Alabama’s state employees are the unsung heroes who keep our state running. But they also have been neglected and left out for far too long. If Gov. Robert Bentley can find a way to give his cabinet and staff members 80 percent pay raises, surely we can find a way to give our state employees four percent!
State employees – who do everything from law enforcement, handling child abuse and adoption cases, maintaining our roads and bridges, solving crimes in forensic labs, and hundreds of other jobs – have not received a pay increase in nearly a decade, even though the cost of living has shot up more than 10 percent.
Imagine if you had not had a pay raise since 2006.
In fact, state employees have seen their pay shrink as their premiums have gone up and they have been asked to contribute more for their retirement and health benefits.
Currently, we have over 30,000 state employees. These men and women make sacrifices every day to ensure our state is running as smoothly as possible. But we ask them do this without giving them a fair wage. The current pay disparity is embarrassing. We have appointed officials making six figures, while state troopers who risk their lives are barely scraping by.
State employees have been unfairly left out of pay raises for the last several years, which is why I offered a proposal earlier this week that would give state employees a 4 percent pay increase. Unfortunately, the legislature didn’t agree and voted that raise down.
It is embarrassing when Gov. Bentley gives select members of his cabinet and staff an 81 percent pay raise, but we can’t even swing a single percent raise for state employees. When all you hear about is how busted our state’s budget is, the folks at the top get a salary of $73,000 while our state employees get left out in the cold.
It isn’t just that state leaders aren’t interested in giving state employees a fair wage – members of the state senate are threatening other senators to apologize for supporting a state employee pay raise.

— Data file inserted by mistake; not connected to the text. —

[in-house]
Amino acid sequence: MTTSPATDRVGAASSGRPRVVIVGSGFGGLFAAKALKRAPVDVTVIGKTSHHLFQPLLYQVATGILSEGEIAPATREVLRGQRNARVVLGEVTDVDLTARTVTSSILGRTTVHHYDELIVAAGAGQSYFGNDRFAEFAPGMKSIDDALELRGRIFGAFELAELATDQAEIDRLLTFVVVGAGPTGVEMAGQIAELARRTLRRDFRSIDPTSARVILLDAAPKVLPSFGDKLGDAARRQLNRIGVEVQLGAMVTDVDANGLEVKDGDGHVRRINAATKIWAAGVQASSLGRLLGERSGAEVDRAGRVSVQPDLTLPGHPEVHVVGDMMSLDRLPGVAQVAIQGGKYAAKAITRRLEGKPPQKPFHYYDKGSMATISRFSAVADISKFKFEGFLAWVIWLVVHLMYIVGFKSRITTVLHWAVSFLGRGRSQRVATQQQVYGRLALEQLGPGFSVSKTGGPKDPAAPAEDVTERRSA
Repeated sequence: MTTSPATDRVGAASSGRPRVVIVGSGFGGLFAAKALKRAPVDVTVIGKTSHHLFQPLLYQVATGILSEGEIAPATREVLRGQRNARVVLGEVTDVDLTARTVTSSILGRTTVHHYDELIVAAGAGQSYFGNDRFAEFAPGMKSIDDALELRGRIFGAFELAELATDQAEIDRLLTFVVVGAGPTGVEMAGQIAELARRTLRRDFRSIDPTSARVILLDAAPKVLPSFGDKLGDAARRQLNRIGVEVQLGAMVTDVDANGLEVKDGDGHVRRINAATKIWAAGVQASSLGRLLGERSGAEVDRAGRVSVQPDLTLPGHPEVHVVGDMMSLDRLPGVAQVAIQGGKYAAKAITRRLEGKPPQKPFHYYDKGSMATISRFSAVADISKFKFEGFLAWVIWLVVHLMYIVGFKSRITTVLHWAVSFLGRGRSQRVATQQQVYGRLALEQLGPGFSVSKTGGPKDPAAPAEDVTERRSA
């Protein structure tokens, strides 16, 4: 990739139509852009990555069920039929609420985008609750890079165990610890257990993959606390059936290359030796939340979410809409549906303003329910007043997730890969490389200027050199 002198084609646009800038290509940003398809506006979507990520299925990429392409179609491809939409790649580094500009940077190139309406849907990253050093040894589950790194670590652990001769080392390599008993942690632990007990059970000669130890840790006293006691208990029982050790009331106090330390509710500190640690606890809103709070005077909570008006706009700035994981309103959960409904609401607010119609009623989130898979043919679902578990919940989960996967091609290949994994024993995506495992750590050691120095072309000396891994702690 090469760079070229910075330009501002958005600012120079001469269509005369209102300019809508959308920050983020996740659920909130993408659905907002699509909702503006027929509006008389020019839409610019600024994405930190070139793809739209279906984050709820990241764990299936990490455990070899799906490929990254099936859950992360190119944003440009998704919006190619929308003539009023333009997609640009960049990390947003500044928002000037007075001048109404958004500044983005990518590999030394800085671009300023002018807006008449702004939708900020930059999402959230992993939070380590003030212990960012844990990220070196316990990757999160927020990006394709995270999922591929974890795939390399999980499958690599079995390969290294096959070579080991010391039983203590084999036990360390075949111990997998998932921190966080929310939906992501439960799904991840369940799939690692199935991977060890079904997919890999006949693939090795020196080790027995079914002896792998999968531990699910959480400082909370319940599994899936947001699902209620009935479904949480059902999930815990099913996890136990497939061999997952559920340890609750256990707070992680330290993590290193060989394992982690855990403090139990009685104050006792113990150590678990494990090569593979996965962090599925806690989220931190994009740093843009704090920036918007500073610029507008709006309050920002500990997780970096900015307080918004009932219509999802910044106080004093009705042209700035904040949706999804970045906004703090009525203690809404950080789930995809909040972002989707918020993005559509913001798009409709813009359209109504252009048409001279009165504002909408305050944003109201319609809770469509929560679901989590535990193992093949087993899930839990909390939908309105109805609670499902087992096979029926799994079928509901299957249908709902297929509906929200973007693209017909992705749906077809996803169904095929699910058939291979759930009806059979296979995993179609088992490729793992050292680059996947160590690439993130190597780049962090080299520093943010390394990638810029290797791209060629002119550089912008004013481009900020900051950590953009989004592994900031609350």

Inside Alabama Politics reported this week that state senate leadership threatened Sen. Cam Ward that he would no longer serve as chairman of the Judiciary Committee if he did not apologize to the Republican Senate Caucus for “embarrassing” them. What did he do to embarrass them? In late February, he offered an amendment to give state employees a 2 percent raise, not to exceed $10 million. That amendment forced the senators to go on the record with their vote against giving state employees this modest pay raise.
I guess if I voted year after year against giving the state employees in my district a raise, I’d be a little embarrassed, too. But is it not also embarrassing that all of Gov. Bentley’s appointed cabinet members are making six-figure incomes while state troopers, correctional officers, social workers and teachers are barely making a competitive wage? State social workers are being paid as much as $15,000 below the national average.
Our state social workers who help with adoption services, abusive family situations and child support, among many other things, are taking on a great deal of responsibility for as much as $15,000 less than the national salary average? That is what is truly embarrassing!
If my fellow legislators can’t agree on giving state employees a pay raise, we should at least be able to agree that state employees’ benefits packages should be fully funded. By fully funding their benefits, we avoid any more increases in insurance and retirement costs that chip away at their existing paychecks. By doing this, all state employees have something to gain, whereas a pay raise benefits the higher paid state employees more so than those in entry-level positions. Fully funding state employee benefits packages also helps retirees, since retirees would probably be left out of a pay raise, just like retired educators were this year.
State employees provide a critical service to our state, and it is critical that we support them in return! These men and women provide necessary services each and every day. From courthouses and public safety, to DHR and health department officials, from the Emergency Management Agency and emergency responders to forensic scientists who help solve murders and other violent crimes, from the Department of Senior Services to the Veterans Affairs office, state employees are a valuable and essential part of our state. As legislators we need to do right by these hardworking Alabamians and give them the pay raise they deserve!
Craig Ford is a Democrat from Gadsden and the Minority Leader of the Alabama House of Representatives.